Another Connecticut connection is her 1956-60 marriage to longtime Weston resident Christopher Plummer.

When Grimes was doing "Earnest" at Yale Rep, I worked at a bookshop a block from the theater. She stopped in to chat nearly every day. Yale has apartments to house visiting actors, but whenever Grimes was in New Haven she would insist on staying at the Duncan, an old-fashioned hotel on Chapel Street. Charles Nelson Reilly and James Earl Jones (who also frequented that same bookshop when in town) both told me that Grimes had urged them to stay at the Duncan. She loved the old joints, the old traditions. She'll be missed.

'Anastasia' Already Being Honored

Stephen Flaherty and Lynn Ahrens, the composer and lyricist of "Anastasia" (not to mention "Ragtime," "Seussical — The Musical" and "Rocky — The Musical") are being presented with Broadway Dreams' inaugural Arts Advancement Award Nov. 21 at a gala event in New York City. The evening will include Christy Altomare and Derek Klena — who starred in "Anastasia" at Hartford Stage last season and who will reprise their roles when the show opens on Broadway in April — singing "In a Crowd of Thousands" from the show. Broadway Dreams is a decade-old organization that "seeks to empower aspiring young artists through performance arts training."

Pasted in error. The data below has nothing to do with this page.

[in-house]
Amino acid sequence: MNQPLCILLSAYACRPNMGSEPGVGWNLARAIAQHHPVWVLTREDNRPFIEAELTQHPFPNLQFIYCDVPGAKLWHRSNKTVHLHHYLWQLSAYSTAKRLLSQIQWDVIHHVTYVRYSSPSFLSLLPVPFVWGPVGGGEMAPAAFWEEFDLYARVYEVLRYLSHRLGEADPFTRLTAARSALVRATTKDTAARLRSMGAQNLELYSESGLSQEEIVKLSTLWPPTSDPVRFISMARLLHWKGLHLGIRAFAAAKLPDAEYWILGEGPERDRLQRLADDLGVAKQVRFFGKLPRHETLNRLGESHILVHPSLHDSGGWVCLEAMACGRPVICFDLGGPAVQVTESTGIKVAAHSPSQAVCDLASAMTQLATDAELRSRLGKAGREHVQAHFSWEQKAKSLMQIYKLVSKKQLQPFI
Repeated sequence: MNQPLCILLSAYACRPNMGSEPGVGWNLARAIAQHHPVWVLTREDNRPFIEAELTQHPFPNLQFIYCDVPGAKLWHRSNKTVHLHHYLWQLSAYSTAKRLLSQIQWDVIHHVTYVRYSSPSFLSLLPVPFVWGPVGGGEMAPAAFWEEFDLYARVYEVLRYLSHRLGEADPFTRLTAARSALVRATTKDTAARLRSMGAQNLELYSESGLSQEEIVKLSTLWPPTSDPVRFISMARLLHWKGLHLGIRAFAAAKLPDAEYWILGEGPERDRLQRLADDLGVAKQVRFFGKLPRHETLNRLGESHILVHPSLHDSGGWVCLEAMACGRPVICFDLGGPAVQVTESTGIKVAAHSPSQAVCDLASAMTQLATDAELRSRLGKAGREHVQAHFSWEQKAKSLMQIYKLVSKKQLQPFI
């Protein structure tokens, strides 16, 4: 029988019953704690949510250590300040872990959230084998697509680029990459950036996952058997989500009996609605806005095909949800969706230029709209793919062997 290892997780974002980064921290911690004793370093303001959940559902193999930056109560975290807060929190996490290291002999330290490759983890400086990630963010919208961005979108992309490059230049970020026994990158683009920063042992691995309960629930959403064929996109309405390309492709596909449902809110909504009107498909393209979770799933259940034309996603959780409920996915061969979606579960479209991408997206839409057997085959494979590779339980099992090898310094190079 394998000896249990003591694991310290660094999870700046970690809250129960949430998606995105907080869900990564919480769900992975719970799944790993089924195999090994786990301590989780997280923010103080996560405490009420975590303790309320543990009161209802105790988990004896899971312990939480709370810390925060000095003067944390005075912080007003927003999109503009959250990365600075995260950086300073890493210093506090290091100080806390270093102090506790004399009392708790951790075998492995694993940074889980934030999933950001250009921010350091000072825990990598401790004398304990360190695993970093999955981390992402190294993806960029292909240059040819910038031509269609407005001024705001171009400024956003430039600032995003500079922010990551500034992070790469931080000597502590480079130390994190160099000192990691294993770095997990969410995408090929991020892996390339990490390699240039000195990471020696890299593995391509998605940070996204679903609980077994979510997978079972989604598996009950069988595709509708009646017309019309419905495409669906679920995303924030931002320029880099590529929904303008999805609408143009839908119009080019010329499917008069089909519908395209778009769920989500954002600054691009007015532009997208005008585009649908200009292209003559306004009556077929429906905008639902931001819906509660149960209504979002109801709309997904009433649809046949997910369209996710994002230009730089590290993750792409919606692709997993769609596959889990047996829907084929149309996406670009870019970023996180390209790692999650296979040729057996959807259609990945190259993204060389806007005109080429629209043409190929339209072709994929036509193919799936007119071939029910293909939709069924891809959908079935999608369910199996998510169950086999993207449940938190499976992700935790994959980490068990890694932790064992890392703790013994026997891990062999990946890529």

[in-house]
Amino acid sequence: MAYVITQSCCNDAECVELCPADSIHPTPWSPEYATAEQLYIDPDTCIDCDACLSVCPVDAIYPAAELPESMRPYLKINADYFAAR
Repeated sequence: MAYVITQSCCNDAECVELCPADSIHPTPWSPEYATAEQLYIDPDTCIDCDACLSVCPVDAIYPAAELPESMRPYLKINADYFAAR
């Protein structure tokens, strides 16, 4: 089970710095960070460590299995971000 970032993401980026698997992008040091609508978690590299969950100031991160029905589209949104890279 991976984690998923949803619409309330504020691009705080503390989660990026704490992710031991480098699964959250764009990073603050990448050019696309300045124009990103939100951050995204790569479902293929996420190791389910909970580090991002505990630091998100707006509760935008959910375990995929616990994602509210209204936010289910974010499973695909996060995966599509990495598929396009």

'Christmas Carol' Cast Announced

We learned last month that this season will be Bill Raymond's last as Scrooge in "A Christmas Carol — A Ghost Story of Christmas" at Hartford Stage. Who will he be sharing the stage with in his last journey with the spirits? Familiar names (some of whom have been with the show for many years) are Noble Shropshire (Jacob Marley); Robert Hannon Davis (Bob Cratchit); Johanna Morrison (Bettye Pidgeon/Old Josie/Spirit of Christmas Past); Alan Rust (Spirit of Christmas Present); Terrell Donnell Sledge (Fred/Young Scrooge); Michael Preston (Mr. Marvel); and Charlie Tirrell (First Solicitor/Mr. Fezziwig/Undertaker). Buzz Roddy will again play Scrooge at student matinees and on Dec. 26.

New faces include Vanessa R. Butler (who starred in "Queens for a Year" at Hartford Stage this fall) as a Ghostly Apparition/Weird Sister; Rebecka Jones (Mrs. Cratchit/Mrs. Fezziwig); Flor De Liz Perez (Mrs. Feed/Belle); and Hartt School students Troyer Coultas, Hannah Dalessio, Jillian Frankel, Nate Healey, Joey Heimbach, Spencer S. Lawson, Margaret Anne Murphy, Cara Rashkin, Eve Rosenthal, Billy Saunders, Greg Seage, Daniel Shea and Madeline Stevens.

There's also always a fresh pack of "Christmas Carol" kiddies: 6-year-old Charlize Calcagno and 7-year-old Hunter Cruz will alternate in the adorable role of Tiny Tim. Other young cast members (aged 7 to 13) are Ella Bernarduci, Atticus Burrello, Luciana Calcagno, Celine Cardona, Miguel Cardona Jr., Fred Faulkner, Sophie Friedman, Lily Girard, Norah Girard, Nicholas Glowacki, Brendan Reilly Harris, Emma Kindl, Max McGowan, Timothy McGuire, Aidan McMillan, Dermot McMillan, Andrew Michaels, Addison Pancoast, Ethan Pancoast, Ankit Roy, Fred Thornley IV, Sophia Rose Tomko, Ava Vercellone, Jack Wenz, Julia Weston and Tilden Wilder.

The show also has a new director this season, charged with maintaining the quality of a production that has been essentially the same since it debuted in 1998. It's Rachel Alderman, who assisted Maxwell Williams last year. Details at hartfordstage.org.